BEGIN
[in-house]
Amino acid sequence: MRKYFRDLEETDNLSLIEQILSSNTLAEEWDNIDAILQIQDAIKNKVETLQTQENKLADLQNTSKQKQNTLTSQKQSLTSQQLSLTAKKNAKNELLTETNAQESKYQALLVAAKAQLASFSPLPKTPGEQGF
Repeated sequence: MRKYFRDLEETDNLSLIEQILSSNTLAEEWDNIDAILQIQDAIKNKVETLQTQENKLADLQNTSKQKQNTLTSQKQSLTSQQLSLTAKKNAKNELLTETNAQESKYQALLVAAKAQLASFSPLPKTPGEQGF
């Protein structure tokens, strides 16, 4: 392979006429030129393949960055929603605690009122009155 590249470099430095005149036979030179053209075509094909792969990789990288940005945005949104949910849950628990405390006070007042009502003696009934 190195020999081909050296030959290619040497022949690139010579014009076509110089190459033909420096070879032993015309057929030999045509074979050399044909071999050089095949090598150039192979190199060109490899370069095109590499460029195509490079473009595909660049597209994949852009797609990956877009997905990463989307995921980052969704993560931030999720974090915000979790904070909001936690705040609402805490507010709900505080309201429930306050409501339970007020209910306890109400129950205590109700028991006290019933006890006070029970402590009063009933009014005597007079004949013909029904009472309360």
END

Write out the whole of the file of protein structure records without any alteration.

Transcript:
[in-house]
Amino acid sequence: MRKYFRDLEETDNLSLIEQILSSNTLAEEWDNIDAILQIQDAIKNKVETLQTQENKLADLQNTSKQKQNTLTSQKQSLTSQQLSLTAKKNAKNELLTETNAQESKYQALLVAAKAQLASFSPLPKTPGEQGF
Repeated sequence: MRKYFRDLEETDNLSLIEQILSSNTLAEEWDNIDAILQIQDAIKNKVETLQTQENKLADLQNTSKQKQNTLTSQKQSLTSQQLSLTAKKNAKNELLTETNAQESKYQALLVAAKAQLASFSPLPKTPGEQGF
């Protein structure tokens, strides 16, 4: 392979006429030129393949960055929603605690009122009155 590249470099430095005149036979030179053209075509094909792969990789990288940005945005949104949910849950628990405390006070007042009502003696009934 190195020999081909050296030959290619040497022949690139010579014009076509110089190459033909420096070879032993015309057929030999045509074979050399044909071999050089095949090598150039192979190199060109490899370069095109590499460029195509490079473009595909660049597209994949852009797609990956877009997905990463989307995921980052969704993560931030999720974090915000979790904070909001936690705040609402805490507010709900505080309201429930306050409501339970007020209910306890109400129950205590109700028991006290019933006890006070029970402590009063009933009014005597007079004949013909029904009472309360």